Dimethylsulfoniopropionate ((CH3)2S+CH2CH2COO−; more frequently abbreviated to DMSP), is a zwitterionic metabolite found in marine phytoplankton, seaweeds and some species of terrestrial and aquatic vascular plants. Older scientific literature refers to it as dimethyl-β-propiothetin. Although originally considered to act only as an osmolyte, several other physiological and environmental roles have also been discovered.
DMSP is broken down by marine microbes to form two major volatile sulfur products, each with distinct effects on the environment. Its major breakdown product is methanethiol (CH3SH) which is assimilated by bacteria into protein sulfur.
Its second volatile breakdown product is dimethyl sulfide (CH3SCH3; DMS). Most DMS in seawater is cleaved from DMSP by the enzyme DMSP lyase, although many non-marine species of bacteria convert methanethiol to DMS.
DMS is also taken up by marine bacteria, but not as rapidly as methanethiol. Although DMS usually consists of less than 25% of the volatile breakdown products of DMSP, the high reactivity of methanethiol makes the steady-state DMS concentrations in seawater approximately 10 times those of methanethiol (~3 nM vs. ~0.3 nM). Curiously, there have never been any published correlations between the concentrations of DMS and methanethiol. This is probably due to the non-linear abiotic and microbial uptake of methanethiol in seawater, and the comparatively low reactivity of DMS. However, a significant portion of DMS in seawater is oxidized to dimethyl sulfoxide (DMSO).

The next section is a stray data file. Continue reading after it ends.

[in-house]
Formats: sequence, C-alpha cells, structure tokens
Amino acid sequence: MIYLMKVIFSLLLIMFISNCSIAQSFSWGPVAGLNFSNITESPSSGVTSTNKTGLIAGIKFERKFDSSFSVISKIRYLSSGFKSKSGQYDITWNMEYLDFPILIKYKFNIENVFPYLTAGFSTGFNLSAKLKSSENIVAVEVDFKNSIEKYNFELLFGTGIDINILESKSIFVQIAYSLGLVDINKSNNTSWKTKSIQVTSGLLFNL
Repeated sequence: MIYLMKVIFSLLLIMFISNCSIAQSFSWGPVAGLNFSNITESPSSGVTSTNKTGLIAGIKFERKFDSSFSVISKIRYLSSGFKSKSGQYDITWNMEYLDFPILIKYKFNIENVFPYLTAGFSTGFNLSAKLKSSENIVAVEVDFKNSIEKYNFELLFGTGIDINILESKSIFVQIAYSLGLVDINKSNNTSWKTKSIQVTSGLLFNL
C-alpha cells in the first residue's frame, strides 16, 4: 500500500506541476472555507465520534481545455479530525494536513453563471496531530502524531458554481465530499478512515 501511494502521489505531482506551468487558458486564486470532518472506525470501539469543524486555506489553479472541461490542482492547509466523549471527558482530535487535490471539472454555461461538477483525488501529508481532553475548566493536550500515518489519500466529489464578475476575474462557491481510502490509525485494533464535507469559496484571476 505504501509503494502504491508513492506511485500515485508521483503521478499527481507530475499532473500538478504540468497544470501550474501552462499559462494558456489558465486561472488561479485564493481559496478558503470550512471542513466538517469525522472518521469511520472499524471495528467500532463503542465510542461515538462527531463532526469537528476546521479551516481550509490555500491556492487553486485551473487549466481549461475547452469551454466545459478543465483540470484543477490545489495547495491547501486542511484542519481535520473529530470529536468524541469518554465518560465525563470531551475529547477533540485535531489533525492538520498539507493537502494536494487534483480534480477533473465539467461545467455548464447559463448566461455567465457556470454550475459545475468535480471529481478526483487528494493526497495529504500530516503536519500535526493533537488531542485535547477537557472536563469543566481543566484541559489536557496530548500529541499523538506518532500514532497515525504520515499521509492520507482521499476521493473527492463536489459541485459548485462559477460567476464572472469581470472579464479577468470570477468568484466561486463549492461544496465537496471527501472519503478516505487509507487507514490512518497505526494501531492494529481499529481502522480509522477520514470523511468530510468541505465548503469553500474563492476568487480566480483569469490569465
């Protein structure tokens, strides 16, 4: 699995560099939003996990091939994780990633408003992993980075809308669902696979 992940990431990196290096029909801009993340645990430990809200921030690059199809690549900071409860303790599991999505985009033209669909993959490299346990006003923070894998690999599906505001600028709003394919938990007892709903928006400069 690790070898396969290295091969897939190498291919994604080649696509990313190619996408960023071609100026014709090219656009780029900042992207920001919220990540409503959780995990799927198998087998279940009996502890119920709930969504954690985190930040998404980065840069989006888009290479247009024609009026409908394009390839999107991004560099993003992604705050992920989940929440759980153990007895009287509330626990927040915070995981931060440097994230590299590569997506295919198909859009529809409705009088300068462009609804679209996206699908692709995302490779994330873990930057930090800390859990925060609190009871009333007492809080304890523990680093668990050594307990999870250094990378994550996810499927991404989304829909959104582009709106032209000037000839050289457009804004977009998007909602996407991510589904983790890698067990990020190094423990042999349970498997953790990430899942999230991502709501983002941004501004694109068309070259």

There is a considerable interest in DMS in the scientific literature that focuses on global climate. DMS is thought to play a role in the Earth's heat budget by decreasing the amount of solar radiation that reaches the Earth's surface.
DMSP has also been implicated in influencing the taste and odour characteristics of various products. For example, although DMSP is odour- and tasteless, it is accumulated at high levels in some marine herbivores or filter feeders when feeding on diets with a high DMSP content. Increased growth rates, vigour and stress resistance among animals cultivated on such diets have been reported in the scientific literature. However, the volatile breakdown product of DMSP, DMS, is responsible for repellent, 'off' tastes and odours that develop in some seafood products after death because of the action of bacterial DMSP-lyase and during processing because of the thermal decomposition of DMSP into DMS and acrylate.